35

Well, at the very least Eric Feigin - the Deputy Solicitor General who responded to Barrett's question - argued that the positions aren't contradictory. The administration's position is that the current moratorium on executions is in place to enable a review of the current execution protocol, that the judgement of the jury in the first instance should be ...


32

A short piece on PolitiFact published at the time in 2016 put Biden's 1992 speech in its political context: Biden's floor speech was on June 25, 1992, more than three months later in the election cycle than it is now. There was no Supreme Court vacancy to fill. There was no nominee to consider. The Senate never took a vote to adopt a rule to delay ...


31

There aren't numbers for the first 100 days AFAIK, but The American Presidency Project has a feature that tracks these numbers by year, dating back to President Calvin Coolidge. President Biden has held less formal news conferences in his first year as compared to past Presidents. However, these numbers exclude impromptu interactions with the press which was ...


30

The answer is consistency. If you look at videos of Trump campaigning 5 years ago he looks approximately the same as he looks today. His speech patterns in 2015 were odd, but they remain odd in 2020. Likewise his physical appearance remains similar - he started out looking unhealthy and continues to look so today, but not any worse than 4 years ago. ...


25

By only tweeting official things from @POTUS, Biden isn't making @JoeBiden a public forum. A circuit court ruled that Donald Trump's use of his personal Twitter account for public statements meant that blocking people on it contravened their First Amendment rights.


22

There are two different election strategies at play, mostly aimed at two different kinds of people. This is to be expected in most elections but the tunes that the two parties are playing are so obviously different this year that it is being noted. The Republican campaign essentially continued its strategy from 2016 with minor tweaks. Then, the key point of ...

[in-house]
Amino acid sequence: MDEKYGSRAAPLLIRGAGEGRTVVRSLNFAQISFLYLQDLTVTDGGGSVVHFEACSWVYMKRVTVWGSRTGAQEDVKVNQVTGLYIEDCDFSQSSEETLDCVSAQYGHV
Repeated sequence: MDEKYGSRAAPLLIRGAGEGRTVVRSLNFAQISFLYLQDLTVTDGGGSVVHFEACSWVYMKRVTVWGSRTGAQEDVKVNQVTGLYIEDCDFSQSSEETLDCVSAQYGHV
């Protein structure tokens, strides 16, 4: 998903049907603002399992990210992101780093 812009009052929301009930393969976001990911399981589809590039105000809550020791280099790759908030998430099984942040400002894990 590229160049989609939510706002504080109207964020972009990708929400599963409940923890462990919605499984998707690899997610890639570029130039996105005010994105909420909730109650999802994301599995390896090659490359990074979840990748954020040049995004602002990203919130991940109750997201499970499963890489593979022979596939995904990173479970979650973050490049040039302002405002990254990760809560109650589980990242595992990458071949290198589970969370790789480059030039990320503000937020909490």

22

Generally speaking, yes, the presidential motorcade travels 'with' the president. In actuality it's shipped ahead of his arrival, in military transports designed for armored vehicles. I don't have evidence to support any direct claim for this exact visit, but it's far more likely than not that the motorcade consisted of Secret Service fleet vehicles, ...


21

I think you are maybe misunderstanding the extent to which the rules on superdelegates changed. The rule change which was voted through in August 2018 did not stop superdelegates from voting for who they wanted, but instead barred them from voting in the first ballot, and then only if there is no clear winner from the national primaries & caucuses. In ...


21

The Polling Systemically Overestimated Democratic Results At Unprecedented Levels The polling in the 2020 election had systematic problems that caused them to under-measure support for Republicans and Trump to a greater extent than any past election in more than a decade (including the 2016 election which was the runner up), and to over estimate support in ...


21

No, Biden is not the first to do it. While the Office of the President-elect is not a real governmental office, the role of the President-elect is stated in the Presidential Transition Act of 1963. Recent presidential transitions have all set up offices named the "Office of the President-elect". Presidential transition of Barack Obama (2008) from ...


21

Persons who voted for Joe Biden over Donald Trump tend to be younger, paid less, and more in favor of masks/less likely of voting in person during a pandemic. Younger people tend to have less schedule flexibility as they are still working their way up in the corporate world (or are working non-9-to-5 hours in the retail/service sectors). This would lead them ...


19

For the Trump campaign, the aim is to project and deflect from concerns about Trump's own mental competence. For the Biden campaign, it's likely a combination of a desire to appear "above the fray" and a sense that everyone who can be moved by concerns about Trump's mental competence already has been. There's a popular quote attributed alternately ...


17

The "Biden Rule" wasn't some kind of formal Senate rule, but rather was merely referring to the course of action that Biden himself suggested in 1992 that you mentioned, namely, not taking up a nomination during the election season. The name, of course, was used by Republicans just to point out the hypocrisy of the administration (and Senate ...


17

In short, we don't know why polls were off with a fair argument made on the polls being 'good enough'. In many ways, the polling error was within acceptable margins. I've been listening and reading the 538 overviews of polls for this year's election, and they pretty much say that there was no big problem (and that the result was not that close) but numerous ...